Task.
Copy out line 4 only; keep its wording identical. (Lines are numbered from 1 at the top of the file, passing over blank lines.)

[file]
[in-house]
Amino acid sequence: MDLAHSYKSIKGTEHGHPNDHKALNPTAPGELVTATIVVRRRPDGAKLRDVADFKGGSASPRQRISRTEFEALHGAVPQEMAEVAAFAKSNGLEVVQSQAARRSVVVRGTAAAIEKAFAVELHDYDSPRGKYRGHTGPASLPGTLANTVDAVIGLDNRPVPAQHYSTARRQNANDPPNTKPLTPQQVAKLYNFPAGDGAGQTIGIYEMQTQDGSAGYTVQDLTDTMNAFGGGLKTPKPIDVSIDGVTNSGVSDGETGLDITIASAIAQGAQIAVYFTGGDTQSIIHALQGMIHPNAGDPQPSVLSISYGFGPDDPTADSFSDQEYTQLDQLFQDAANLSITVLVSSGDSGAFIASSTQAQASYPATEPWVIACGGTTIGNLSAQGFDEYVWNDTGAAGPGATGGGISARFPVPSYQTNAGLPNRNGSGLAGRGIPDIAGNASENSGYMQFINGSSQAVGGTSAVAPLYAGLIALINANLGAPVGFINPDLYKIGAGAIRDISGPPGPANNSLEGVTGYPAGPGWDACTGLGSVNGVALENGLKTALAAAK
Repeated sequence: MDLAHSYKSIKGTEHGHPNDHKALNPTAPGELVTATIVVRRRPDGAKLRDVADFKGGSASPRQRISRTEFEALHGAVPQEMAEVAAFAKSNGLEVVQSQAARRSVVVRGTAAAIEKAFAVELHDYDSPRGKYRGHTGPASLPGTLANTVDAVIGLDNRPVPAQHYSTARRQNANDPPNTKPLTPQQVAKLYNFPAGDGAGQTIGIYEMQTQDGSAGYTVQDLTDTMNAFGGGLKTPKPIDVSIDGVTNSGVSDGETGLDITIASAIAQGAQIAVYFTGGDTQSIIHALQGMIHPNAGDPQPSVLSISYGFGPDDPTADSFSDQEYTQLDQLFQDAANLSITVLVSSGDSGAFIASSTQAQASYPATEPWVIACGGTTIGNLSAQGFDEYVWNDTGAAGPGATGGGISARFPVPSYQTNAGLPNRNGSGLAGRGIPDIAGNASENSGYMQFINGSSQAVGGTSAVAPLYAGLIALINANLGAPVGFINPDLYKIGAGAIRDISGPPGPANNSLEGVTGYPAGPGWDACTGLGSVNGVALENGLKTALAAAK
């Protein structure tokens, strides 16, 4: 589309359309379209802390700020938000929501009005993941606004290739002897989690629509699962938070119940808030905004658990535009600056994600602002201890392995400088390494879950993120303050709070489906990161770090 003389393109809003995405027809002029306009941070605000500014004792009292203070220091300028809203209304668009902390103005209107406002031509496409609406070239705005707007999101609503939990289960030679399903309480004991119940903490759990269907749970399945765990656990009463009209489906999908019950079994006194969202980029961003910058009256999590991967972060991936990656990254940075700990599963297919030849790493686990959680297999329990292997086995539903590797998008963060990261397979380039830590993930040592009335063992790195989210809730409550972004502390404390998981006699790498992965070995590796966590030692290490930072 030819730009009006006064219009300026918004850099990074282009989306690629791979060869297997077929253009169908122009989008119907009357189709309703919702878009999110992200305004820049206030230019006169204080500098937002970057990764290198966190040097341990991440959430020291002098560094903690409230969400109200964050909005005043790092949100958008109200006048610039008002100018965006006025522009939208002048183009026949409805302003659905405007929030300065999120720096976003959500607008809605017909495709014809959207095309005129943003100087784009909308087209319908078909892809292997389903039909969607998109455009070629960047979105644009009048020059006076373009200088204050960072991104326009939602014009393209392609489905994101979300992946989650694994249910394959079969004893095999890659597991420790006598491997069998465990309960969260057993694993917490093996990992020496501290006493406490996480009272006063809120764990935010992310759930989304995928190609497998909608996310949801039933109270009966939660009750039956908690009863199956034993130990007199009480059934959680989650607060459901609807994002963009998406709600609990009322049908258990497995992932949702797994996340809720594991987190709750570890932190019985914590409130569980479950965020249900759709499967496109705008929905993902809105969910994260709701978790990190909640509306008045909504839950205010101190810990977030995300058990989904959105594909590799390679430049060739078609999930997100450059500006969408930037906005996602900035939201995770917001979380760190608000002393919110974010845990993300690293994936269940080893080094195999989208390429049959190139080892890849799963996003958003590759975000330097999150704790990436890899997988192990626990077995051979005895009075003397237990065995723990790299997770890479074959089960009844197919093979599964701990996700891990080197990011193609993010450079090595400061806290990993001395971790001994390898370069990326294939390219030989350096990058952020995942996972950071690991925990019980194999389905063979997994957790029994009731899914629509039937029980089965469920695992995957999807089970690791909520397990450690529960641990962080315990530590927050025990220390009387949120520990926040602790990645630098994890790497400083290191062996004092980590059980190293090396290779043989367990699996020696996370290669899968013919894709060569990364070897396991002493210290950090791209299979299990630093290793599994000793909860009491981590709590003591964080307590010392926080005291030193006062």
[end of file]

């Protein structure tokens, strides 16, 4: 589309359309379209802390700020938000929501009005993941606004290739002897989690629509699962938070119940808030905004658990535009600056994600602002201890392995400088390494879950993120303050709070489906990161770090 003389393109809003995405027809002029306009941070605000500014004792009292203070220091300028809203209304668009902390103005209107406002031509496409609406070239705005707007999101609503939990289960030679399903309480004991119940903490759990269907749970399945765990656990009463009209489906999908019950079994006194969202980029961003910058009256999590991967972060991936990656990254940075700990599963297919030849790493686990959680297999329990292997086995539903590797998008963060990261397979380039830590993930040592009335063992790195989210809730409550972004502390404390998981006699790498992965070995590796966590030692290490930072 030819730009009006006064219009300026918004850099990074282009989306690629791979060869297997077929253009169908122009989008119907009357189709309703919702878009999110992200305004820049206030230019006169204080500098937002970057990764290198966190040097341990991440959430020291002098560094903690409230969400109200964050909005005043790092949100958008109200006048610039008002100018965006006025522009939208002048183009026949409805302003659905405007929030300065999120720096976003959500607008809605017909495709014809959207095309005129943003100087784009909308087209319908078909892809292997389903039909969607998109455009070629960047979105644009009048020059006076373009200088204050960072991104326009939602014009393209392609489905994101979300992946989650694994249910394959079969004893095999890659597991420790006598491997069998465990309960969260057993694993917490093996990992020496501290006493406490996480009272006063809120764990935010992310759930989304995928190609497998909608996310949801039933109270009966939660009750039956908690009863199956034993130990007199009480059934959680989650607060459901609807994002963009998406709600609990009322049908258990497995992932949702797994996340809720594991987190709750570890932190019985914590409130569980479950965020249900759709499967496109705008929905993902809105969910994260709701978790990190909640509306008045909504839950205010101190810990977030995300058990989904959105594909590799390679430049060739078609999930997100450059500006969408930037906005996602900035939201995770917001979380760190608000002393919110974010845990993300690293994936269940080893080094195999989208390429049959190139080892890849799963996003958003590759975000330097999150704790990436890899997988192990626990077995051979005895009075003397237990065995723990790299997770890479074959089960009844197919093979599964701990996700891990080197990011193609993010450079090595400061806290990993001395971790001994390898370069990326294939390219030989350096990058952020995942996972950071690991925990019980194999389905063979997994957790029994009731899914629509039937029980089965469920695992995957999807089970690791909520397990450690529960641990962080315990530590927050025990220390009387949120520990926040602790990645630098994890790497400083290191062996004092980590059980190293090396290779043989367990699996020696996370290669899968013919894709060569990364070897396991002493210290950090791209299979299990630093290793599994000793909860009491981590709590003591964080307590010392926080005291030193006062």